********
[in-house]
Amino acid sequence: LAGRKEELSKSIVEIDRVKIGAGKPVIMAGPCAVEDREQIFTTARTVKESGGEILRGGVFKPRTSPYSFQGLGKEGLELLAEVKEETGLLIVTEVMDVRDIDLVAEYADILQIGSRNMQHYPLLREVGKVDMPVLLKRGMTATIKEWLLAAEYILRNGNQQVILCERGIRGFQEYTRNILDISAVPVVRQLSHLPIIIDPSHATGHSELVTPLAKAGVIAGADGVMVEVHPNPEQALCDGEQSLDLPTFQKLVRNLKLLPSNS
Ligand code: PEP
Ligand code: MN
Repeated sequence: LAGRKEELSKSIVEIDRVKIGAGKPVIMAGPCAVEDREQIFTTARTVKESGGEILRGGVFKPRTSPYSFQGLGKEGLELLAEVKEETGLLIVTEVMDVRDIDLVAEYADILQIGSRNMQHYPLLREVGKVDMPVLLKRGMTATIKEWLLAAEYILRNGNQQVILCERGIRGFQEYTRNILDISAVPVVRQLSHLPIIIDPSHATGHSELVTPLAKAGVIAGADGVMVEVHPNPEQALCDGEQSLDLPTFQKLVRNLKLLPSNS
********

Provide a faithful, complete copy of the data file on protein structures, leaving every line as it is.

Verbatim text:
[in-house]
Amino acid sequence: LAGRKEELSKSIVEIDRVKIGAGKPVIMAGPCAVEDREQIFTTARTVKESGGEILRGGVFKPRTSPYSFQGLGKEGLELLAEVKEETGLLIVTEVMDVRDIDLVAEYADILQIGSRNMQHYPLLREVGKVDMPVLLKRGMTATIKEWLLAAEYILRNGNQQVILCERGIRGFQEYTRNILDISAVPVVRQLSHLPIIIDPSHATGHSELVTPLAKAGVIAGADGVMVEVHPNPEQALCDGEQSLDLPTFQKLVRNLKLLPSNS
Ligand code: PEP
Ligand code: MN
Repeated sequence: LAGRKEELSKSIVEIDRVKIGAGKPVIMAGPCAVEDREQIFTTARTVKESGGEILRGGVFKPRTSPYSFQGLGKEGLELLAEVKEETGLLIVTEVMDVRDIDLVAEYADILQIGSRNMQHYPLLREVGKVDMPVLLKRGMTATIKEWLLAAEYILRNGNQQVILCERGIRGFQEYTRNILDISAVPVVRQLSHLPIIIDPSHATGHSELVTPLAKAGVIAGADGVMVEVHPNPEQALCDGEQSLDLPTFQKLVRNLKLLPSNS